Rémi Flamary

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I am associate professor at Nice-Sophia Antipolis University in the Department of Electronics and in the Lagrange Laboratory. This laboratory is part of the Observatoire de la Côte d'Azur. I was previously a PhD student and teaching assistant at the LITIS Laboratory and my PhD advisor was Alain Rakotomamonjy at Rouen University.

On this website, you can find a list of my publications and download the corresponding software/code. Some of my french teaching material is also available.

Research Interests

  • Machine learning and statistical signal processing
    • Classification, supervised learning
    • Kernel methods, Support Vector Machines
    • Optimization with sparsity, variable selection, mixed norms, non convex regularization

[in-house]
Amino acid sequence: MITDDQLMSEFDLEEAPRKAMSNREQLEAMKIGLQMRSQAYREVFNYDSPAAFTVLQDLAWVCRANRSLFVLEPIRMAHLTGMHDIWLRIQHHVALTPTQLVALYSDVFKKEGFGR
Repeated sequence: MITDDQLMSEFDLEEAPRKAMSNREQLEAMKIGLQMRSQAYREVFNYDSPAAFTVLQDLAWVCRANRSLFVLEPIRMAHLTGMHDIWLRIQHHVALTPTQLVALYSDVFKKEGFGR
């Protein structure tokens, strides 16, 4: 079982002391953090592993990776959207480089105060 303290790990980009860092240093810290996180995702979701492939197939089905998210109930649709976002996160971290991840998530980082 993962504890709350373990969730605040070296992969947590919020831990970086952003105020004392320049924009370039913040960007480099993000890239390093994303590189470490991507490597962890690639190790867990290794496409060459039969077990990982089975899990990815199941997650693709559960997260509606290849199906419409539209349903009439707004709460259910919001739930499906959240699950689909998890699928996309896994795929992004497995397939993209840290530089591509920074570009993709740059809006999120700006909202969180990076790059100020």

• Feature learning, data representation, kernel learning
    • Convolutional neural networks, filter learning, image reconstruction
    • Optimal transport, domain adaptation
  • Applications
    • Biomedical engineering, Brain-Computer Interfaces
    • Remote sensing and hyperspectral Imaging
    • Astronomical image processing

Wordcloud of my research interests.

Recent work

N. Courty, R. Flamary, A. Habrard, A. Rakotomamonjy, "Joint Distribution Optimal Transportation for Domain Adaptation", Neural Information Processing Systems (NIPS), 2017.